North of Tyne devolution deal suffers another setback

The planned vote on 17 April on the North of Tyne devolution deal was suspended for a second time, giving the current combined authority’s plans for devolution yet another delay.

The deal first fell apart back in September 2016 when four councils south of the River Tyne –  Sunderland, County Durham, South Tyneside and Gateshead – voted against putting the devolution plans out to consultation, pushing communities secretary Sajid Javid to withdraw the legislation designed to facilitate the decision.

Then, Newcastle City, North Tyneside and Northumberland councils proposed to chase their own devolution deal.

The proposed North of Tyne devolution plans was set to comprise £600m of central government investment and a metro mayor, similar to the Manchester and Liverpool frameworks.

For the proposed deal to go ahead, councils must vote in favour of dissolving the current combined authority in the north east, something that Gateshead Council, South Tyneside Council, Sunderland City Council and Durham County Council have voted against – expressing concerns over creating a split in the region.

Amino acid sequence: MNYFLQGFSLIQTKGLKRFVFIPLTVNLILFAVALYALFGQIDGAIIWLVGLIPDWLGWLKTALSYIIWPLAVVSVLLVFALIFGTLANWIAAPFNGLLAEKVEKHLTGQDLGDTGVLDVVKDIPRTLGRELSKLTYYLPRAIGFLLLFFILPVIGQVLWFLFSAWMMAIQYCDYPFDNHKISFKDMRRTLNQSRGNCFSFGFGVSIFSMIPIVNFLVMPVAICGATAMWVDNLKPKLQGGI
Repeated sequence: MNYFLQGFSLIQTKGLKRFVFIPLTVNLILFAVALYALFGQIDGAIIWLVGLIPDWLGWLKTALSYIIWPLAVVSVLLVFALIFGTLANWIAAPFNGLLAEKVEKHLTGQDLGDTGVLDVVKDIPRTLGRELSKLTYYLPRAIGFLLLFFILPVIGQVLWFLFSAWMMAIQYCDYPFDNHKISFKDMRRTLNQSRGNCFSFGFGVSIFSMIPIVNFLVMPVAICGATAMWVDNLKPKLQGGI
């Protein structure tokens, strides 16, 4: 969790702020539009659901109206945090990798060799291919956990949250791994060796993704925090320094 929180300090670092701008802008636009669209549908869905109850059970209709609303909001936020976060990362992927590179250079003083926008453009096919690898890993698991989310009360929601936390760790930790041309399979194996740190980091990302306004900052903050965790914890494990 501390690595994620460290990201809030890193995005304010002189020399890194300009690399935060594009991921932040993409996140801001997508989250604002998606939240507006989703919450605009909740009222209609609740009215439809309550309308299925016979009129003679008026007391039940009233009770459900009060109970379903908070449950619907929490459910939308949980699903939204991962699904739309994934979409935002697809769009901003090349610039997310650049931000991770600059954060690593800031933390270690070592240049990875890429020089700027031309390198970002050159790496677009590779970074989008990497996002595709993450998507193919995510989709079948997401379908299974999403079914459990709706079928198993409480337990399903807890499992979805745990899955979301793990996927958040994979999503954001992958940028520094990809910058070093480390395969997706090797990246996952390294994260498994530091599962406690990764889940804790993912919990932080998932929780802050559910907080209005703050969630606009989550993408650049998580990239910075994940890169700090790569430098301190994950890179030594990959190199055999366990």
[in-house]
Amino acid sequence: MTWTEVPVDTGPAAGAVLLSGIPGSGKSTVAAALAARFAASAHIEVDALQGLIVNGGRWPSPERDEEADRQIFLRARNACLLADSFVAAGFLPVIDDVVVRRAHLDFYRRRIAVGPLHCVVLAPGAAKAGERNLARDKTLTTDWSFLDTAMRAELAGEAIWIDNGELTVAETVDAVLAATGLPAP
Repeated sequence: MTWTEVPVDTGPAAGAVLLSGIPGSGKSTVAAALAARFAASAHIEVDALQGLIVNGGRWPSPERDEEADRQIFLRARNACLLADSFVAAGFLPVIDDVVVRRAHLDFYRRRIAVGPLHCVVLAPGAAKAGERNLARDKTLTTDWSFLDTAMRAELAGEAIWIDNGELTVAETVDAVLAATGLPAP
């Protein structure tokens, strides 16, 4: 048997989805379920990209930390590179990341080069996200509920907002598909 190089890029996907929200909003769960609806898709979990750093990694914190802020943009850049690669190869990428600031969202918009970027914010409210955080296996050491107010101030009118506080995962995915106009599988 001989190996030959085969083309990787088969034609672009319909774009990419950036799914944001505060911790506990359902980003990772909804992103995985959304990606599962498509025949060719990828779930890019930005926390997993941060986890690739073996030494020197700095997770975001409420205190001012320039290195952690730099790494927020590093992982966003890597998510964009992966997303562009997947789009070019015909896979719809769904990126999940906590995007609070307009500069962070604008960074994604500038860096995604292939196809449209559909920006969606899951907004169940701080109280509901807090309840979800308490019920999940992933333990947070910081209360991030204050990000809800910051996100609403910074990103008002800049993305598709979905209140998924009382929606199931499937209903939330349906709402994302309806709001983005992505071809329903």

The councils agreed to delay a final decision and are set to meet again next week. A spokesperson for the current combined authority told press that the deferment would allow “additional time for the seven local authorities to finalised detailed proposals for joint working in the future.”

Paul Swinney, head of policy and research at Centre for Cities, said: “This shows that trying to break up a combined authority is very difficult, particularly one where transport has for a long time operated across a number of local authorities in the way that Nexus – which runs the Metro light rail system – does. It’s right that due time is given to work out the details, but this will need to be resolved sooner rather than later if there is to be a mayoral election in just over a year from now.”

(Top image c. Glenn Bowman)

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